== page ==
Sir Hamid Patel, chief executive of Star, said the “partnership is an incredibly strong one, with foundations in both a shared vision for education and in tangible delivery”.

The partnership has committed to publish research shedding new insight in key barriers, gather influential leaders to enrich CPD and drive policy and put its research into practice.

Latest education roles from

Secondary Higher Level Teaching Assistant

Secondary Higher Level Teaching Assistant

Ark John Keats Academy

Learning Support Assistant – Enhance

Learning Support Assistant – Enhance

MidKent College

Procurement Officer

Procurement Officer

RNN Group

Director of Marketing and Student Recruitment

Director of Marketing and Student Recruitment

Barnet and Southgate College

Professional Practice (TLA) Lead

Professional Practice (TLA) Lead

RNN Group

Principal & Chief Executive Officer

Principal & Chief Executive Officer

Stoke on Trent College

Sponsored posts

Sponsored post

#GE2024: Listen now as Let’s Go Further outlines the FE and skills priorities facing our new government

The Skills and Education Group podcast, Let’s Go Further, aims to challenge the way we all think about skills...

Advertorial
Sponsored post

How can we prepare learners for their future in an ever-changing world?

By focusing their curriculums on transferable skills, digital skills, and sustainability, colleges and schools can be confident that learners...

Advertorial
Sponsored post

Why we’re backing our UK skills ‘Olympians’ (and why you should too)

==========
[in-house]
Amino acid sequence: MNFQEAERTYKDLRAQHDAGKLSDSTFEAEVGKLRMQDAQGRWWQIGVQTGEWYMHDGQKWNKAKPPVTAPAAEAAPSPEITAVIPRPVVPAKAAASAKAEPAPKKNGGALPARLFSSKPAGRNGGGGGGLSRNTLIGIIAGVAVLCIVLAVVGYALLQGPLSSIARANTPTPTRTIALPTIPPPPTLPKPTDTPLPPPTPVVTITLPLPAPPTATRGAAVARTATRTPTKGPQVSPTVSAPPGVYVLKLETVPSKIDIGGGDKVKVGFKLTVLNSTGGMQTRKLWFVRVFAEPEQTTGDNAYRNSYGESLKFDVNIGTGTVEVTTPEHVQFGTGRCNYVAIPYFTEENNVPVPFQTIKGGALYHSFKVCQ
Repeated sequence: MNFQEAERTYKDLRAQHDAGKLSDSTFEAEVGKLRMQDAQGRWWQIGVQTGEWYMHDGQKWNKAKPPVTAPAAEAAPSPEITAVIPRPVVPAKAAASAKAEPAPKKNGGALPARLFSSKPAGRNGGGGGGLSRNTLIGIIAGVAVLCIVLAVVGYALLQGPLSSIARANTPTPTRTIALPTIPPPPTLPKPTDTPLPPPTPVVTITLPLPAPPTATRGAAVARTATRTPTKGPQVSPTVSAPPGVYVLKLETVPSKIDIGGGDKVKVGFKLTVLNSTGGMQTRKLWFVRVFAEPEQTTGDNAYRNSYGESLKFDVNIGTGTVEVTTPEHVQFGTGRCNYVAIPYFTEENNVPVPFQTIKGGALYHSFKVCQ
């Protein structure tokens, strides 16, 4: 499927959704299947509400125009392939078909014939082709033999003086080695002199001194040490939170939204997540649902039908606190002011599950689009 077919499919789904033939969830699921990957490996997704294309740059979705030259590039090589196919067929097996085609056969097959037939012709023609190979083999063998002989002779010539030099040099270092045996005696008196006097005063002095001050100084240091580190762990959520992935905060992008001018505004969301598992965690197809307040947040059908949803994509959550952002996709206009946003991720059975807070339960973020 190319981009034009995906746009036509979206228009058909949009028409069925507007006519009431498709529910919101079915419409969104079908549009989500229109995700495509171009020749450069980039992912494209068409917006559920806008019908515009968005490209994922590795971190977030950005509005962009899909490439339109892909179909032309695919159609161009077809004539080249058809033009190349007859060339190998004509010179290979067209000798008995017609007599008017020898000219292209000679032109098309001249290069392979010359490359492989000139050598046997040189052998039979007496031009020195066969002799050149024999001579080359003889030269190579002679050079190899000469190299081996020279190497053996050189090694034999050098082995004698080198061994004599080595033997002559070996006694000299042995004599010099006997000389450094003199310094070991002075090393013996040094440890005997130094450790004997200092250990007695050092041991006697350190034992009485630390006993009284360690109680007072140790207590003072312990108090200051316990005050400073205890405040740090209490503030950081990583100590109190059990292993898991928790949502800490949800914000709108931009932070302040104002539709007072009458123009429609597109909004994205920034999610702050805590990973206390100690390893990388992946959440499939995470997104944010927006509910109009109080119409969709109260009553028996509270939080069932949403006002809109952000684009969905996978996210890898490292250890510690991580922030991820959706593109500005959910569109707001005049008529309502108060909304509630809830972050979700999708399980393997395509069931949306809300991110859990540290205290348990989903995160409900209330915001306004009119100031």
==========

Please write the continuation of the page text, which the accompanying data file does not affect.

This August, teams from over 200 nations will gather to compete in the sticky heat of the Paris summer...

Advertorial
Sponsored post

Is your organisation prepared for a major incident?

We live in an unpredictable world where an unforeseen incident or environmental event could disrupt a Further Education (FE)...

Advertorial

More from this theme

Politics, Skills reform

Skills England: DfE non-exec appointed interim chair

New body will absorb IfATE functions while permanent leaders are found over the next year

Shane Chowen
Politics, Skills reform

Labour’s curriculum and qualifications review to include 16-19

But it will not involve a pause and review of current level 3 defunding reforms - which is being...

Billy Camden
King's speech, Politics, Skills reform

King’s speech: Government to shift powers from IfATE to ‘Skills England’

A Skills England bill will also involve apprenticeship levy reform role

Billy Camden
Apprenticeships, Skills reform

HTQs should be at front of Labour’s growth levy queue, say researchers

Public First models economic returns if level 4 and 5 technical quals are funded through a reformed apprenticeship levy

Billy Camden

Your thoughts

Leave a Reply

Your email address will not be published. Required fields are marked *

One comment

  1. Colin Evans

    These “Elite” sixth forms are a sham and damage the sixth forms around them. They take top performing 16 yr olds from those sixth forms and take credit for their performance at A level, whilst simultaneously remove excellent role models from the schools around them.